These beautiful birds are unmistakable in our British waterways, these small and stocky birds are bright and colourful, but can still be difficult to spot in the dappled light beside our canals and rivers. Both sexes area deep shade of blue, with barring on their heads. They have an orange stripe on the face, with a white cheek patch just behind this stripe, and matching rusty orange underparts. Their rump is a bright electric blue, and when inflight you can see that this stripe extends all along the back.
Males have a black bill, whereas females have a black bill with a reddish orange base to it on the underside. Juveniles are duller in colour, with a greener tinge to their feathers. Their legs are black, compared with the reddish orange legs of adults.
Average Length: 16-17cm
Average Lifespan: 2-3 years
Average Wingspan: 24-26 cm
As the name would suggest, kingfishers feed almost exclusively on fish, diving from a perch to catch their prey. Small fish are its speciality, but occasionally they will catch aquatic invertebrates, amphibians, and small lizards, though it is unclear if these are just accidental bycatch.
Around February time, kingfishers start to try and find a mate. This is often the best time to hear kingfishers, as they call more frequently in February-March in a high-pitched tone. Males often present gifts to females in courtship, such as fish. Once the female and male have become a pair, the excavation of the nest begins, which is normally a long tunnel into the side of a riverbank, excavated by the pair and lined with fish bones.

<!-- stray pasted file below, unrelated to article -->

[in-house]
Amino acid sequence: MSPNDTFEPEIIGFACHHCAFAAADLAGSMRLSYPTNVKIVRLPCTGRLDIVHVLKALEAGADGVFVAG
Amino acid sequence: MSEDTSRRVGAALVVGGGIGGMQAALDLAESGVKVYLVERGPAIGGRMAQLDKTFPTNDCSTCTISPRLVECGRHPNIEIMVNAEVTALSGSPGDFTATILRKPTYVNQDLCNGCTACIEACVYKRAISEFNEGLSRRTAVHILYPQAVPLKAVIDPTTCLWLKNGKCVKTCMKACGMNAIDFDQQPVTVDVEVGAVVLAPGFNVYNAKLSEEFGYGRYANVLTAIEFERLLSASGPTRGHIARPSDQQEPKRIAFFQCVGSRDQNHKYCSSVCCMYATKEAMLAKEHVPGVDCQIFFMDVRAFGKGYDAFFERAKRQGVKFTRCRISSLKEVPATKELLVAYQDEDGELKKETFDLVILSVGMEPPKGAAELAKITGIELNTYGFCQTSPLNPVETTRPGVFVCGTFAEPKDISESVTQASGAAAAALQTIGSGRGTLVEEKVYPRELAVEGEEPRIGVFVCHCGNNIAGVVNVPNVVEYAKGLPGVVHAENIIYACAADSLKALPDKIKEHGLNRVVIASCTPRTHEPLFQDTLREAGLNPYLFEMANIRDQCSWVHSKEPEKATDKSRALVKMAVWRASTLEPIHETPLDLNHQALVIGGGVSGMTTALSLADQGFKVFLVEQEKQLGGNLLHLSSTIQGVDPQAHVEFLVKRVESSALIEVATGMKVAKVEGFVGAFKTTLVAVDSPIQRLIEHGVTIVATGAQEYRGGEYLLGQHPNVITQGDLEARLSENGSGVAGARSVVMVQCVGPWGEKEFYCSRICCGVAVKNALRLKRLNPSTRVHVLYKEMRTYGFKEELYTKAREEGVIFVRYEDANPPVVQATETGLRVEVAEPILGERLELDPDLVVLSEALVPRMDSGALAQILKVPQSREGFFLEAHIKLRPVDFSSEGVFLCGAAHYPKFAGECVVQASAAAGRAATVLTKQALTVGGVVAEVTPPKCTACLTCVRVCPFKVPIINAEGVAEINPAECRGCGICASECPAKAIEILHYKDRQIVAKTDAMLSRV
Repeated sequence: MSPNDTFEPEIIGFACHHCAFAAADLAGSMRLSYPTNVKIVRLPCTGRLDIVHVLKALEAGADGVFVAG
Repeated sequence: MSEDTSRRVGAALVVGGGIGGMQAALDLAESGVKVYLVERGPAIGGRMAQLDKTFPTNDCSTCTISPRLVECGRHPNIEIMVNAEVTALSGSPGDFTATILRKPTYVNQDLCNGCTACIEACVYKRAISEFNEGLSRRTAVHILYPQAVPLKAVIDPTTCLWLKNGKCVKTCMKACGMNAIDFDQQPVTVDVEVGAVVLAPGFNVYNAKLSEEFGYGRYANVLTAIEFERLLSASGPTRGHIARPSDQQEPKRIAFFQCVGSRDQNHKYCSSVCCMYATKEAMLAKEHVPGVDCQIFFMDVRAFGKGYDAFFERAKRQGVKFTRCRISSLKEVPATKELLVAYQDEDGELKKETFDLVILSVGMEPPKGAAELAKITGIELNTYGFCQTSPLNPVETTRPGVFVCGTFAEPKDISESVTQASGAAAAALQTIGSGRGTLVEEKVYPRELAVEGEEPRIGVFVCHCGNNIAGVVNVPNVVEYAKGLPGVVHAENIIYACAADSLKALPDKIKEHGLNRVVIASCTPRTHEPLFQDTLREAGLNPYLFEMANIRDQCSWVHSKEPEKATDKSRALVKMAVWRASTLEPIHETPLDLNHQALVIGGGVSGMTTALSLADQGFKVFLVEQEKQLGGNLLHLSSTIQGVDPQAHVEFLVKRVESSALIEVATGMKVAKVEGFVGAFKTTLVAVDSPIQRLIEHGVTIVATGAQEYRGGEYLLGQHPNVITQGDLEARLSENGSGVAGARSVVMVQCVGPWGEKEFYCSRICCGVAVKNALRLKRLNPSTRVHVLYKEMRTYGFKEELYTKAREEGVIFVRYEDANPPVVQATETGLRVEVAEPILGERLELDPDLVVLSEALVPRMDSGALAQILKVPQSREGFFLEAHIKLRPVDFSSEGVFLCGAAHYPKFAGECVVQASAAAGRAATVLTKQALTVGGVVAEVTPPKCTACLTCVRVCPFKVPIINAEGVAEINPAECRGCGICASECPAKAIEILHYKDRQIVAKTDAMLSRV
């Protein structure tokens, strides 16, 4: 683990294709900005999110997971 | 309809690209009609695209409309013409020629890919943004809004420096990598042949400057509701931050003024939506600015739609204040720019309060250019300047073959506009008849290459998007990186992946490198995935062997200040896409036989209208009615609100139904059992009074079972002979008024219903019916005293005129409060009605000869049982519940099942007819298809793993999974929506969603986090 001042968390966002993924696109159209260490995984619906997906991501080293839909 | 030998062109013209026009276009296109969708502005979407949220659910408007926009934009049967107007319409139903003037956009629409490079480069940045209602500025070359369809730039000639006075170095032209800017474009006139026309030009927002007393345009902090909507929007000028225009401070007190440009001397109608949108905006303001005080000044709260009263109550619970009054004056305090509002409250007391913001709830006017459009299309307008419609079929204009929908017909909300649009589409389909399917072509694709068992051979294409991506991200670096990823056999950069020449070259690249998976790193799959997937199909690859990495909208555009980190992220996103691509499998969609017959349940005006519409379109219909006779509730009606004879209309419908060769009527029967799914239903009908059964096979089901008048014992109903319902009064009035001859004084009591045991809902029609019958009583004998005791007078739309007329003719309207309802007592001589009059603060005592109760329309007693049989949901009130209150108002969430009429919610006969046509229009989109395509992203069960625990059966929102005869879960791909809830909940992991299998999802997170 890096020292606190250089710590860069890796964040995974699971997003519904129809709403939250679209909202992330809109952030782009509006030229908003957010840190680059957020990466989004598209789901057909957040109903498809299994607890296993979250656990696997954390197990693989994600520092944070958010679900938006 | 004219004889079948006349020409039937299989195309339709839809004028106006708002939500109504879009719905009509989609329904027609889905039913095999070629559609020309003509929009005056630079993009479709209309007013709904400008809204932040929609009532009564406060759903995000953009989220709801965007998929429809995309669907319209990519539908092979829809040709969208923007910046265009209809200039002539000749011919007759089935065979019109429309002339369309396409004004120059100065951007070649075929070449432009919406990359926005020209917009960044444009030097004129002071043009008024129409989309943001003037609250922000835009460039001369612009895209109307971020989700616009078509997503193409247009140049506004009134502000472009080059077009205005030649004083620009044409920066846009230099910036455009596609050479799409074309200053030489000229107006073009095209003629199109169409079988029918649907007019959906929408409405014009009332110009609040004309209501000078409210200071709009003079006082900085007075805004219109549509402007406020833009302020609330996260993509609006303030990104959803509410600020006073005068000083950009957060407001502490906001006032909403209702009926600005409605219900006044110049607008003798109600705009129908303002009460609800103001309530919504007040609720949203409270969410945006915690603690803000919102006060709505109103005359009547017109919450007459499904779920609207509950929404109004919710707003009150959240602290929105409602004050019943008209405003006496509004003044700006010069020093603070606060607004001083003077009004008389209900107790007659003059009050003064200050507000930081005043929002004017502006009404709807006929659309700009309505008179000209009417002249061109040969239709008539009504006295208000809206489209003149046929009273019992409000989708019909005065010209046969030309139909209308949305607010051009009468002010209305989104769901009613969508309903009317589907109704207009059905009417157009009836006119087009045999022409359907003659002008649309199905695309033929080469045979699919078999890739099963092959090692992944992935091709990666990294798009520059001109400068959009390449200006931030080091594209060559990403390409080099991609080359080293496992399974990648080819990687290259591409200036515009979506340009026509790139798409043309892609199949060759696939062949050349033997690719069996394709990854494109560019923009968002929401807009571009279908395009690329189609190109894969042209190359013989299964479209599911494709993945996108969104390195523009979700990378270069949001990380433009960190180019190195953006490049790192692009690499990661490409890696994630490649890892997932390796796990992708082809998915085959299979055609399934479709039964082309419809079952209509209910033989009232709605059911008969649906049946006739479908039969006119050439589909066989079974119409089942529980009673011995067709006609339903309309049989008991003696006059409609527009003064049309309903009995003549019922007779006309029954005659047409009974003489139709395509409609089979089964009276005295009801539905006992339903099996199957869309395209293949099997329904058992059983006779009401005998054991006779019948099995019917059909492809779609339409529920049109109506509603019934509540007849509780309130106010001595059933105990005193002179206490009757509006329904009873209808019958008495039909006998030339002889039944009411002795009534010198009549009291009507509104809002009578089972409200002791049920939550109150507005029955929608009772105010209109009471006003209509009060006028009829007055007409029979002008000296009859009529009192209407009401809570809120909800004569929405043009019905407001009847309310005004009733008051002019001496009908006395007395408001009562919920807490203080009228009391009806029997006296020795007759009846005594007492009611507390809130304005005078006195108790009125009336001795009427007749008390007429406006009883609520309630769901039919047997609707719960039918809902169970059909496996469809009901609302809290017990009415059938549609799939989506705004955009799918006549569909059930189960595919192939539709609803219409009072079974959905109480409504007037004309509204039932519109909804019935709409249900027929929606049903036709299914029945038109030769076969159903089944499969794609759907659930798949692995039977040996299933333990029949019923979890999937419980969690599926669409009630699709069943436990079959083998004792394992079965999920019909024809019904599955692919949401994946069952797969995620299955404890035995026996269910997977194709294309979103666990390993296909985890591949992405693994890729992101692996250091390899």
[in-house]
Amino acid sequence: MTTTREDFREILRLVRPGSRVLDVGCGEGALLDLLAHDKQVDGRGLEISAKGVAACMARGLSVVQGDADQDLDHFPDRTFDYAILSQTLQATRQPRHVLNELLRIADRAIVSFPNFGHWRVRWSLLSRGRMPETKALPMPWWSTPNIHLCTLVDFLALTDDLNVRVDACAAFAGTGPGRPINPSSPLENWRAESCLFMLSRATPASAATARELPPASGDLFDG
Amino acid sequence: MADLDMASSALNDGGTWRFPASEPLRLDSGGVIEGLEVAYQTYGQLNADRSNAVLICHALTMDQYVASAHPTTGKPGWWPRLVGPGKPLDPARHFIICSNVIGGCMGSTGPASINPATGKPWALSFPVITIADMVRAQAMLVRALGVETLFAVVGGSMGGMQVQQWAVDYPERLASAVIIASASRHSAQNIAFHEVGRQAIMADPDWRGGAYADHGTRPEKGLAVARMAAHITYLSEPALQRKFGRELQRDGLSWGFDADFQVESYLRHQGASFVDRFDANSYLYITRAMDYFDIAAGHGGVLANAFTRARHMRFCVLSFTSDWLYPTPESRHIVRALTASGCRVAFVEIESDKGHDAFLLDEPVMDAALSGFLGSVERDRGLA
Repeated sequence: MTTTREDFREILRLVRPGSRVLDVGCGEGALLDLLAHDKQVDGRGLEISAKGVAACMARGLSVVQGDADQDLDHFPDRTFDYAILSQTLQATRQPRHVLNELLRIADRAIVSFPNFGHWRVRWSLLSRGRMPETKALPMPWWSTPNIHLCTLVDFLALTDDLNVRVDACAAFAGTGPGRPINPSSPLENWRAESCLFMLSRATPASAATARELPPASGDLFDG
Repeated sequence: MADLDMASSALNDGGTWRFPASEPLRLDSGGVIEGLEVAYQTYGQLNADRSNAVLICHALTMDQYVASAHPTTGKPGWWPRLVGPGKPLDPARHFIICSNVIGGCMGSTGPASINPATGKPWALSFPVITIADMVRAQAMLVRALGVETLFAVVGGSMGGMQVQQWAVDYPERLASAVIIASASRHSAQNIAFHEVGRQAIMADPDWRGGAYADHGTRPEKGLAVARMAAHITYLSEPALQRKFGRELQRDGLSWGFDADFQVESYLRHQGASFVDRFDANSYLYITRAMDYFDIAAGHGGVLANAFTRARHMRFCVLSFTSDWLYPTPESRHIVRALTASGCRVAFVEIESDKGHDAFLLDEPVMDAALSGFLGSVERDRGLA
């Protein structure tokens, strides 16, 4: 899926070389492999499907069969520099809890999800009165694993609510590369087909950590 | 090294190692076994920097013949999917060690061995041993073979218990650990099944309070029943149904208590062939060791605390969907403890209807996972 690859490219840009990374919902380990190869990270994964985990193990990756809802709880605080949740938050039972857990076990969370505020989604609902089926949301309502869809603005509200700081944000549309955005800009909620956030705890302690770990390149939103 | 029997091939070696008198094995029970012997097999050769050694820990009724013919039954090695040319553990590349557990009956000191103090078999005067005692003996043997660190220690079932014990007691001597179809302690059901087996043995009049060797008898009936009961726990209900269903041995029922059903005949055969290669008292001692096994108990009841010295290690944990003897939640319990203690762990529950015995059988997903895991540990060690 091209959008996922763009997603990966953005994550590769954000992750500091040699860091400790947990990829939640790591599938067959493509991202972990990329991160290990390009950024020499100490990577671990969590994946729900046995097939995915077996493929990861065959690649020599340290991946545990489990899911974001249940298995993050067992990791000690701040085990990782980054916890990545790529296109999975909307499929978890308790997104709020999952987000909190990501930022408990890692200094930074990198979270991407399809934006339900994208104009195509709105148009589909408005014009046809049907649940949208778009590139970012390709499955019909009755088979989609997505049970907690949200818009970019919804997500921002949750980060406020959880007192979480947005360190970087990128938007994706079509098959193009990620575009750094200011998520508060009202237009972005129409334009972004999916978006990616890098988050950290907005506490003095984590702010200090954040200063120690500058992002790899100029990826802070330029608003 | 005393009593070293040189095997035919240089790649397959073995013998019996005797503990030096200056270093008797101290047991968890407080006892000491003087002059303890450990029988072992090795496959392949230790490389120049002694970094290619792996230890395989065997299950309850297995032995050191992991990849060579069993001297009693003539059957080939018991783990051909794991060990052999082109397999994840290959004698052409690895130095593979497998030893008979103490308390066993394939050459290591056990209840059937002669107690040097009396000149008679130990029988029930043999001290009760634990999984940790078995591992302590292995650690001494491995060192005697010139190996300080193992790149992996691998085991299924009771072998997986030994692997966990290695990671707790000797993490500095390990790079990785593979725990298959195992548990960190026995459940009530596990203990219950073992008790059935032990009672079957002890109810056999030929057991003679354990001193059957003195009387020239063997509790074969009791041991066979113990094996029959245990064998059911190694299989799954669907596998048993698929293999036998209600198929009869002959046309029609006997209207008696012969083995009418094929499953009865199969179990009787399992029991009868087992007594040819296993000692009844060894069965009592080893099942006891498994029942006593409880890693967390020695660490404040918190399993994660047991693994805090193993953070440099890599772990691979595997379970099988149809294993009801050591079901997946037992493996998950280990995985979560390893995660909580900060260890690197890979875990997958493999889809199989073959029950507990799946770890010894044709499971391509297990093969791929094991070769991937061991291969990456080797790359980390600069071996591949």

Between April-July, kingfishers will produce 2, maybe 3 broods, each clutch containing 5-7 eggs. The eggs are incubated by both parents, and normally hatch after 3 weeks, fledging a further 3-4 weeks after.
Kingfishers struggle badly in harsh winter conditions, due to pools of water freezing, making fish inaccessible to them. They struggle to get enough energy to survive, and many may starve, in addition to needing extra energy to stay warm. Individuals who produce a lot of chicks in the breeding season are also often more affected by bad winters, as they have used much of their fat stores and energy in the summer months to support their chicks.
Keep a constant supply of fresh, clean water available year-round.
If you have a pond with fish that are accessible to kingfishers, make sure that it does not freeze over in the winter months by placing a ball in the pond.
If you see invasive species growing along waterways, please report this to the relevant authorities.
Did you know that common kingfishers have been known to follow otters that are foraging on small fish? This association is thought to be beneficial to kingfishers, allowing them to find the best places to scavenge leftovers or to hunt the fleeing fish after an otter has caught its prey.
BirdLife International (2022) Species factsheet: Alcedo atthis. Downloaded from http://www.birdlife.org on 20/06/2022.
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Mougeot, F., Rodriguez Ramiro, J. (2019) Commensal association of the common kingfisher with foraging Eurasian otters. Ethology. 125(12):965-971.
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